Thursday, December 15, 2005

Notes from the spin cycle

Another hectic week in Public Radioland. Our local Morning Edition host is on vacation, and as usual, I’m first off the bench when it comes to filling in. Translated, that means waking up at 4:45, then at 4:54, then at 5:03, and so on, until my snooze bar builds up such a static electricity charge that it threatens to electrocute me if I don’t actually get out of bed.

Translated further, that means trying to get to bed early enough to sleep longer than three hours. This is especially key tonight, since tomorrow features one of my semi-annual appearances at the university commencement, at which I’ll be reading the names of the lucky graduates. And the university intelligencia generally asks me not to fall asleep in the middle of the master’s degree recipients.

So I’m going to try to wrap up the blog before I move the laundry to the dryer. Trust me, Woodward and Bernstein worked under the same deadline when they broke the Watergate story.

But on a week that has dealt me little sleep, tonight’s trip to Target inadvertently reminded me why the public radio thing is a good gig. The trip didn’t initally shape up that way – in fact, it had all the trippings of Disaster Trip 2005, as my 18-month old daughter chose this evening to have an Explosive Diaper Incident. And like any standard-style dad, I hadn’t actually checked the mini diaper bag (No, it is not a purse, thank you very much.) to see whether the packet of wipes was still serviceable. Hey, as a standard-style dad, it was pretty amazing that I remembered the diaper bag. Thankfully, my quick-thinking wife pointed out that we were in Target, which meant if nothing else, at least we could replace Sylvi’s pants with a new pair. And you wondered why I had to do laundry tonight…

Anyway, while my wife was changing Sylvi in the bathroom, I was paying for the rest of the shopping trip at the cash registers – at which point the woman who was next in line recognized me by voice. It’s a public radio kind of town. Moreover, she remembered an interview I had conducted with a landscape artist (which aired this week), and told me how much she liked it.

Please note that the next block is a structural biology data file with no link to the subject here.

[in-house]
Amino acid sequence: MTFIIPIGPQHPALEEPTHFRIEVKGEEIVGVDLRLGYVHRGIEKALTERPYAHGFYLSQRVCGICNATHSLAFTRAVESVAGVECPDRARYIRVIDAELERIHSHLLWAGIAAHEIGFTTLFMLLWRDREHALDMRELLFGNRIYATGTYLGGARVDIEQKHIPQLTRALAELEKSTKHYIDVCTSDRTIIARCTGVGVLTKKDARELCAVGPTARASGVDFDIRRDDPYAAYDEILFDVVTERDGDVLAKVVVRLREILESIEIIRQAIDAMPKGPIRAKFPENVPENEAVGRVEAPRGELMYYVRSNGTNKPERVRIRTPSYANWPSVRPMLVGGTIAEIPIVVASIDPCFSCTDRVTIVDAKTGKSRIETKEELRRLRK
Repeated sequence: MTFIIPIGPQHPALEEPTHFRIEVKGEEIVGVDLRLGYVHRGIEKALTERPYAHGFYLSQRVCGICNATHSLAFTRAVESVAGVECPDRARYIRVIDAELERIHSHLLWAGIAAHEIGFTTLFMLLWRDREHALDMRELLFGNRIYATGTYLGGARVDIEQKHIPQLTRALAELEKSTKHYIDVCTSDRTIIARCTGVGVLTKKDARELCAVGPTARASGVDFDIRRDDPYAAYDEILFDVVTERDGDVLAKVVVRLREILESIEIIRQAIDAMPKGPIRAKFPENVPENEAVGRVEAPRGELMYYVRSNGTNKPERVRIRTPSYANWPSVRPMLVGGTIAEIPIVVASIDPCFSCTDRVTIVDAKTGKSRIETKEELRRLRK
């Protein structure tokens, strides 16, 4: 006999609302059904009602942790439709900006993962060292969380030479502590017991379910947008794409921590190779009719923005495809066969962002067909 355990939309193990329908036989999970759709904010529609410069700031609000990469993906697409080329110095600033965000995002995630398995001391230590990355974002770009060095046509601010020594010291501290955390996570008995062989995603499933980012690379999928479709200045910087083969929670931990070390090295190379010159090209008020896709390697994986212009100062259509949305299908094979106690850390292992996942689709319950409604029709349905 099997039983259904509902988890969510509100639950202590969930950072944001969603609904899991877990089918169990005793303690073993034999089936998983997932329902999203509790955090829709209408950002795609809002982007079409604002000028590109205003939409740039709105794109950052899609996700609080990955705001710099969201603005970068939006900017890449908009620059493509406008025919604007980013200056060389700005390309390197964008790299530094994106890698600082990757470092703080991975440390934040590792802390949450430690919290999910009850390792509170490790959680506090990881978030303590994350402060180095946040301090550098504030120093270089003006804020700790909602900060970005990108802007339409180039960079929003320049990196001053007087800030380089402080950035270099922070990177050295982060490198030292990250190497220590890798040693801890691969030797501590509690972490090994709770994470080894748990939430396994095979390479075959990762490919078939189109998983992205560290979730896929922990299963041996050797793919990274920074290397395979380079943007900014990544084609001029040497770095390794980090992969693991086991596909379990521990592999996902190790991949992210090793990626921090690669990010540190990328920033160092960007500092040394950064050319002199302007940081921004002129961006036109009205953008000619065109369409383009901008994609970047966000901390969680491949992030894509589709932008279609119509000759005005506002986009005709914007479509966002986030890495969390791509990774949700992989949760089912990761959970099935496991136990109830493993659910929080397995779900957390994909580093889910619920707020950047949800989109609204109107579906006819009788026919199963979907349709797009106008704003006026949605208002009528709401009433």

And that reminded me what I like best about showing up for work, even more than volunteers who bring in Krispy Kreme doughnuts for the staff. There’s something entertaining about becoming an expert on something – for a day. My knowledge of abstract landscape paintings is pretty minimal. In fact, my knowledge of artwork in general is pretty minimal.

I grew up in Washington, D.C., and every year, our elementary school would troop us down to the Hirshhorn Museum or the National Gallery of Art, and try to get us interested in art. But they never could satisfactorily explain why we, as 10-year olds, should be interested in the school of painting Dave Barry once described as “Enormous Naked Women Eating Fruit”. And so we’d feign interest (badly, I’m sure) in the art for a while, and then go back to bugging our teachers to take us to the Air and Space Museum.

So I had to do some prep work before I could conduct this interview. And I was ready with what I hoped were some prescient questions. And then, something remarkable happened. My interviewee explained what makes a good painting:

“It’s pretty,” she said, in just about those words.

I finally understand art.

But the spin cycle is about to end, and so tonight’s self-imposed deadline looms.

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